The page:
Downsizing, Company Reorganizations and Market Response

Shell fell to the lowest level in 25 years after announcing an overhaul of the company. The oil company Royal Dutch Shell Plc announced plans to cut up to 9,000 jobs worldwide, equivalent to more than 10% of its workforce, in response to the collapse of the demand for crude oil due to the economic impact caused by the COVID-19 pandemic and in the context of a major reorganization to transform the energy and gas giant into a low polluting emissions firm.

Along with other European firms of the sector, Shell is undertaking a transformation to become a cleaner and greener company with less oil assets by mid-century. While many investors have welcomed the news, others question the shift toward less-profitable renewable energies. The sector has been struggling with the impact of the coronavirus pandemic on global demand and oil prices. The Brent crude oil price fell due to new fears that restrictions to curb a second wave of the coronavirus pandemic will continue to hit the global oil demand.

Lowering costs is vital to Shell’s aspirations to enter the renewable energy sector, where margins are relatively low. The firm stated that the restructuring will imply additional annual savings of about $2,000 to $2,500 million by 2022. We are facing what in business jargon is clearly called a downsizing. That is, the process of reorganizing a company by improving work systems and adapting the number of employees to maintain competitive levels.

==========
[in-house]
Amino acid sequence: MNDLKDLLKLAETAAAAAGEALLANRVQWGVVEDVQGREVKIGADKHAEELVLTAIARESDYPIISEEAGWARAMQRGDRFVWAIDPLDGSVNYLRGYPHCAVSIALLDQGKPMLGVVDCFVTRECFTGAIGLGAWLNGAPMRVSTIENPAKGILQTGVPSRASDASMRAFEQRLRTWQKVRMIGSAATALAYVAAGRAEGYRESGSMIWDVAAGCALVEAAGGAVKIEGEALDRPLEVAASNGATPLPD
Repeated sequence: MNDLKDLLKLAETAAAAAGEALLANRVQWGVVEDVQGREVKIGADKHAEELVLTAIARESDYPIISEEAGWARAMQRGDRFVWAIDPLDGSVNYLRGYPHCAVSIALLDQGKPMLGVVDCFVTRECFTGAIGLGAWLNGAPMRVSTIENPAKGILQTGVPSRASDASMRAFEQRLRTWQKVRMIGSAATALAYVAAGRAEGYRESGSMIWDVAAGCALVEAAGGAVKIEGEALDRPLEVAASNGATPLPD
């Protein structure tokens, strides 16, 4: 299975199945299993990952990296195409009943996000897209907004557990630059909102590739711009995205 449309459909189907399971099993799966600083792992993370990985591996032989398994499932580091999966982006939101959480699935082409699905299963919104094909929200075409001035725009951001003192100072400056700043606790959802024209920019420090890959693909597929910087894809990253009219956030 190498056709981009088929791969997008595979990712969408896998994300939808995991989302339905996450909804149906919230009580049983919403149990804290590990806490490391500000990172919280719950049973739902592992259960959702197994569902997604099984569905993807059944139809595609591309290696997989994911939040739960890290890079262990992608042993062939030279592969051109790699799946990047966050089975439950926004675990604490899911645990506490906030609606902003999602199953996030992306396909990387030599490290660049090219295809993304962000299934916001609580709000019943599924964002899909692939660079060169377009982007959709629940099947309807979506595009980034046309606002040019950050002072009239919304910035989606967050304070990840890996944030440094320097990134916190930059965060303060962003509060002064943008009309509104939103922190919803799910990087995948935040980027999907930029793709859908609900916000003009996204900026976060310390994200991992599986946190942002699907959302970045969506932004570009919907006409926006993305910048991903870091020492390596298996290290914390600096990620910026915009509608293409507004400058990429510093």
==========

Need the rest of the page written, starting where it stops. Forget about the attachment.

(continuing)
There are two types of downsizing:

Strategic or proactive downsizing, which happens when the company anticipates the changes that may occur in the environment to obtain faster results.

Reactive downsizing, which is carried out in response to the market situation, that is, restructuring what the market requires when different situations arise.

Shell´s downsizing can be considered a mix of both. What matters most is how investors and shareholders react to this strategy. Today we saw that the market did not receive the news very well. This is not strange as reorganizations at first tend to be negatively seen by investors. Although there is no certainty nor unanimity neither, there is an interesting paper (Capelle-Blancard and Couderc 2007) which shows that layoffs announcements usually have a negative effect on stock market prices, regardless of the country, the context and the firm.

Sometimes layoffs are seen as a good thing, a sign that the company is cutting costs and seeking to benefit from its results. Other times, layoffs may be viewed as negative, a sign that the company is in financial troubles and must cut jobs to maintain profit margins or continue to compete with other companies, and may very well cause shareholders to panic and finally sell. This time, the analysis is a bit more complex since the reorganization occurs at a delicate moment for the industry, submerged in constant ups and downs as a result of changes in demand and prices.

To conclude, the stock price reaction depends on whether the layoff is a sign of problems or a sign of an opportunity to improve the situation of the company. As we see here, the market perceived the Shell reorganization as a sign of distress and responded in consequence.

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